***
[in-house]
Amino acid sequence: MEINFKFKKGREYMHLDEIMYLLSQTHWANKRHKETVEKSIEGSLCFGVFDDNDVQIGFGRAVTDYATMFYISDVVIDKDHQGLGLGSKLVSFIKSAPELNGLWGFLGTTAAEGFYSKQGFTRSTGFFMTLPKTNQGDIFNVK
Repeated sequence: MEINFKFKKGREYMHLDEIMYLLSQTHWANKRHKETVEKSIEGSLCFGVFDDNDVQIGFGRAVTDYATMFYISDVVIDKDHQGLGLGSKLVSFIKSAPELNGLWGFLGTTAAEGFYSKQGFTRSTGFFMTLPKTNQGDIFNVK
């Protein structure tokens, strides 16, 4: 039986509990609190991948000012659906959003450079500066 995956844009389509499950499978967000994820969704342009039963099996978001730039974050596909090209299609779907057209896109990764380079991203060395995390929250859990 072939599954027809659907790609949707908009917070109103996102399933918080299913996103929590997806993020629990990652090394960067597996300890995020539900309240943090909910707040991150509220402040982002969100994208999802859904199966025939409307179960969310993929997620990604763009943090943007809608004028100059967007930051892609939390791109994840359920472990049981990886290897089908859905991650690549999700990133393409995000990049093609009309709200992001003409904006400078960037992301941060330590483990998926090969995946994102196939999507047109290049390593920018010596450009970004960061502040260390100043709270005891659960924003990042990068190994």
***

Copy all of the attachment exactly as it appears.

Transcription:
[in-house]
Amino acid sequence: MEINFKFKKGREYMHLDEIMYLLSQTHWANKRHKETVEKSIEGSLCFGVFDDNDVQIGFGRAVTDYATMFYISDVVIDKDHQGLGLGSKLVSFIKSAPELNGLWGFLGTTAAEGFYSKQGFTRSTGFFMTLPKTNQGDIFNVK
Repeated sequence: MEINFKFKKGREYMHLDEIMYLLSQTHWANKRHKETVEKSIEGSLCFGVFDDNDVQIGFGRAVTDYATMFYISDVVIDKDHQGLGLGSKLVSFIKSAPELNGLWGFLGTTAAEGFYSKQGFTRSTGFFMTLPKTNQGDIFNVK
């Protein structure tokens, strides 16, 4: 039986509990609190991948000012659906959003450079500066 995956844009389509499950499978967000994820969704342009039963099996978001730039974050596909090209299609779907057209896109990764380079991203060395995390929250859990 072939599954027809659907790609949707908009917070109103996102399933918080299913996103929590997806993020629990990652090394960067597996300890995020539900309240943090909910707040991150509220402040982002969100994208999802859904199966025939409307179960969310993929997620990604763009943090943007809608004028100059967007930051892609939390791109994840359920472990049981990886290897089908859905991650690549999700990133393409995000990049093609009309709200992001003409904006400078960037992301941060330590483990998926090969995946994102196939999507047109290049390593920018010596450009970004960061502040260390100043709270005891659960924003990042990068190994």